Coconut oil has been purported to be kind to your heart, slimming to your waist and good for your skin and hair. So should you eat it or wear it? Or both?
Letís start with your heart.
While coconut oil is 100 percent fat, itís the type of fat in oil that causes heart problems. All fats are made up of a combination of fatty acids. Most saturated fatty acids will raise your LDL ďbadĒ cholesterol. The one exception is stearic acid, which is saturated but doesnít impact your bad cholesterol. Itís like Switzerland: it has a neutral impact on your LDL cholesterol. It doesnít raise it or lower it.
While coconut oil does contain some stearic acid, unfortunately 60 percent of its saturated fatty acid content is the type that will wreak havoc with your blood cholesterol levels. For this reason, the latest recommendation from the report of the 2015 Dietary Guideline for Americans Advisory Committee is for you to replace saturated fat from animal foods (butter, cream) and tropical oils (coconut, palm, and palm kernel oils) with unsaturated fat from veggie oils (soybean, canola, olive, and corn oils).
Translation: Eat more heart-healthy unsaturated vegetable oils in your diet.
Letís move on to your waist.
A lot of the buzz around coconut oil is that it also contains MCTs (medium-chain triglycerides), a technical name for a fat of a certain length or size. MCTs are absorbed differently in the body. Very limited research, mostly in animals, has suggested that MCTs are more readily burned as fuel than other dietary fats, are less likely to be stored in the body, and may also slightly raise your metabolism causing you to burn some extra calories.
ďThe jury is still out as to whether MCTs will have an impact on your waistline or even your body weight. Much more research is needed, particularly in humans. Since coconut oil is high in saturated fat, at this point, I would not suggest anyone start consumng it," said Alice H. Lichtenstein, D.Sc., Director and Senior Scientist of the Cardiovascular Nutrition Laboratory at Tufts University in an interview with Boston.com.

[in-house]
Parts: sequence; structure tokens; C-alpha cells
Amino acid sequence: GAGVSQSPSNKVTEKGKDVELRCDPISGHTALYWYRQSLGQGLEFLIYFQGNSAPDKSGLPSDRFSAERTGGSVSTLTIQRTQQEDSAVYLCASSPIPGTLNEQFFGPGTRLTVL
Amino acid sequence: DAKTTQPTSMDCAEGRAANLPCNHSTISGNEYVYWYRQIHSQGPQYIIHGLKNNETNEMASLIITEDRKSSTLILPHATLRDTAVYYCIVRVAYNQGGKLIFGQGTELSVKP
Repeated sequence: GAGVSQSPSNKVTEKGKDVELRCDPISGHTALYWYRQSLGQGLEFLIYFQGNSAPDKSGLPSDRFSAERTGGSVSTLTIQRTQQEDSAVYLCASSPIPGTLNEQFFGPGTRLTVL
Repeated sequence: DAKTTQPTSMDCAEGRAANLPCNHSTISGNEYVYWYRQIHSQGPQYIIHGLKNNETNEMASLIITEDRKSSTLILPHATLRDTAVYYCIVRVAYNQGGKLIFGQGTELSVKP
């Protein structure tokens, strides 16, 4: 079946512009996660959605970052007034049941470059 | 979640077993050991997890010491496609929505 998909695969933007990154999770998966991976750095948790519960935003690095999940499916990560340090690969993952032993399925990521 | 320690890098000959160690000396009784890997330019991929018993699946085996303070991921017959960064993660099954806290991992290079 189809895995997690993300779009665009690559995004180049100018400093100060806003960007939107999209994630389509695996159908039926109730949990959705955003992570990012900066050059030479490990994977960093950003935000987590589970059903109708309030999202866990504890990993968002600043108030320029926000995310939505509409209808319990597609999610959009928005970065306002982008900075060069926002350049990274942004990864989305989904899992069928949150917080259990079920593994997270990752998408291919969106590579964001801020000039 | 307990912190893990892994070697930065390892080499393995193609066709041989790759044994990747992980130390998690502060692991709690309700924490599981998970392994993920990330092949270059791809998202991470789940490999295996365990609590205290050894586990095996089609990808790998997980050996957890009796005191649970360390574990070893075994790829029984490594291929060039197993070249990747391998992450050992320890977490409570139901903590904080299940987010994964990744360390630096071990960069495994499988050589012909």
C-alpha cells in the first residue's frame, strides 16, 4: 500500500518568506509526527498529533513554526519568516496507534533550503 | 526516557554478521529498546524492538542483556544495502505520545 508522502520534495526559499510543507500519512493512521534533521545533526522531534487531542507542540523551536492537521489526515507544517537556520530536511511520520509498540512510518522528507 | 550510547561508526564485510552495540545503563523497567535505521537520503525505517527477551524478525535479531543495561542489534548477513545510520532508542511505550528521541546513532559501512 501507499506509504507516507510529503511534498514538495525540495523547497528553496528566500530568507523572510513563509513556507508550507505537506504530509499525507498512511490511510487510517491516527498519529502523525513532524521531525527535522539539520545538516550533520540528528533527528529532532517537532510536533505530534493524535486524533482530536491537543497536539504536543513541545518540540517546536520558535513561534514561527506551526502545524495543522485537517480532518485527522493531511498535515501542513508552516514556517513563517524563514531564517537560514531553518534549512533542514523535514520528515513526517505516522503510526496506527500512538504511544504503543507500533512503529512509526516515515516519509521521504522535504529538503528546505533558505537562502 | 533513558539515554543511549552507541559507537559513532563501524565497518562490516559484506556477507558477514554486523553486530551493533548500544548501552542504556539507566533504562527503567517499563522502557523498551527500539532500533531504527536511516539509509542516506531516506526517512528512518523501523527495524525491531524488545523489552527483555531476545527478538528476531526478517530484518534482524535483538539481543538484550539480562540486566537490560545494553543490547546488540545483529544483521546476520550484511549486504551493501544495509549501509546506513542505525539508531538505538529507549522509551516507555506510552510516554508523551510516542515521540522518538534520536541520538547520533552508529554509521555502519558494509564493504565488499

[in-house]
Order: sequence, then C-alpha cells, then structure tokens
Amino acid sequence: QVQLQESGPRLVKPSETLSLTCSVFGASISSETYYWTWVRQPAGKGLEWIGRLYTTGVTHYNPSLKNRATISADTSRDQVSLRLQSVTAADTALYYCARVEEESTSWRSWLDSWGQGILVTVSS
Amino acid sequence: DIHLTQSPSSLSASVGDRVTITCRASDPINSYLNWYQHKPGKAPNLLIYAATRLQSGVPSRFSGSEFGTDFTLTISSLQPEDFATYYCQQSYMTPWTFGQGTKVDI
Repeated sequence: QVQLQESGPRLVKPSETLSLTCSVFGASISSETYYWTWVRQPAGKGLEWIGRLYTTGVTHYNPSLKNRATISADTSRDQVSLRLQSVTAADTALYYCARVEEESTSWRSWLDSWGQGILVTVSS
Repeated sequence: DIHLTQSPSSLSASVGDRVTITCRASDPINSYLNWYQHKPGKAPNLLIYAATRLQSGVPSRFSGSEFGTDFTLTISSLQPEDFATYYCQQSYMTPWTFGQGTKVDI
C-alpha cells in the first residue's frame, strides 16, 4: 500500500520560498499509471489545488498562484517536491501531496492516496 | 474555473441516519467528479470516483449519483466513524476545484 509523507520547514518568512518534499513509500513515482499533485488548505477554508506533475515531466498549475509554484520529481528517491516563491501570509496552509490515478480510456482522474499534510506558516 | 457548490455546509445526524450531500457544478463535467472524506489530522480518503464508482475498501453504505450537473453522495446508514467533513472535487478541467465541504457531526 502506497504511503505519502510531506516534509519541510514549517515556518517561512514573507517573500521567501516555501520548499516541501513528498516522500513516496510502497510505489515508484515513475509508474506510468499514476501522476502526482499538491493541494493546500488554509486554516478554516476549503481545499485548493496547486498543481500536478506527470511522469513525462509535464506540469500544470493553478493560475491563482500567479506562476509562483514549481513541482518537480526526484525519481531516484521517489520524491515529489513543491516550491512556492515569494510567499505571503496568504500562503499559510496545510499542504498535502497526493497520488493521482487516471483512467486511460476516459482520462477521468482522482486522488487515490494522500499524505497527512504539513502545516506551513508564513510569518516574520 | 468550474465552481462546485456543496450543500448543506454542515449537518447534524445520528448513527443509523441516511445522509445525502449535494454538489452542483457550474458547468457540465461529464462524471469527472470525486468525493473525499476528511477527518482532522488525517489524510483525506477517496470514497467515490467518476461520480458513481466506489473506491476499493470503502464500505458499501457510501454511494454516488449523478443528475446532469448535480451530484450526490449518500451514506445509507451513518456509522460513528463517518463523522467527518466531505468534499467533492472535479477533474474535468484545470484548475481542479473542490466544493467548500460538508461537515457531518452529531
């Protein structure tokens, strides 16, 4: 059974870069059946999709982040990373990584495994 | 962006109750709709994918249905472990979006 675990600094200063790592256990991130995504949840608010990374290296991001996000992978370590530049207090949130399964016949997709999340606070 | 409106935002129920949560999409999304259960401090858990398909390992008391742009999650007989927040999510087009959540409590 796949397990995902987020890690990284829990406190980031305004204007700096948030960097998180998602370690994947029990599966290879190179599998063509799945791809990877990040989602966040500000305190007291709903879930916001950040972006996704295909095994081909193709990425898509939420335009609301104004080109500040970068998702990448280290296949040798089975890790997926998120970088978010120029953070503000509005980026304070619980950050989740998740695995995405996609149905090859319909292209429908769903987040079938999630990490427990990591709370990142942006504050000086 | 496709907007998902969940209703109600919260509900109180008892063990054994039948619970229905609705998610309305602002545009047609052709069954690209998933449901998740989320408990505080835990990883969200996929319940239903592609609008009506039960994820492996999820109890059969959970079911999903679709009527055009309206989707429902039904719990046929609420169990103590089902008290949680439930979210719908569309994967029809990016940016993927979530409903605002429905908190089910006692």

Letís finish with your outer body.
Coconut oil does have a number of benefits for both your skin and hair. According to Whitney Bowe, MD, Clinical Assistant Professor of Dermatology at the Icahn School of Medicine at Mount Sinai Medical Center, and member of the American Academy of Dermatology, coconut oil has a combination of hydrating, anti-inflammatory, antioxidant, and antibacterial properties that make it a wonderful ingredient to incorporate into your skin and hair care routine.
ďThe MCTs in coconut oil help to repair the skin barrier and trap water, thus, hydrating the skin and reducing inflammation," Bowe said in an email with Boston.com. "Coconut oil has also been shown to contain antioxidants that are capable of quenching free radicals. Lastly, the oil has antibacterial properties, meaning it is capable of killing potentially harmful bacteria and fungi that try to invade the skin.Ē
Since the fine lines and wrinkles around your eyes can result from dehydration, a dab of coconut oil around that area of thin skin can help trap water and plump up the wrinkles, according to Bowe. The oil is also great for keeping hair healthy and shiny. Rub coconut oil into your hair as a hydrating mask, leave it on for 10 minutes, and then wash it out.
Look for "unrefined" or "virgin" coconut oil, which is the best quality for skin and hair. Cold-pressed coconut oil is also more likely to maintain its health benefits as treating the oil with high heat can alter some of the natural compounds in the oil. A 32-ounce tub sells for under $20.
Bowe cautions that people with acne-prone skin should avoid coconut oil as it can potentially clog your pores.
The Take-Home Message About Coconut Oil: While consuming coconut oil for your health and waist may not be what is it cracked up to be, applying coconut oil to the outside of your body may be a cheap beauty trick.
Thanks for reading.
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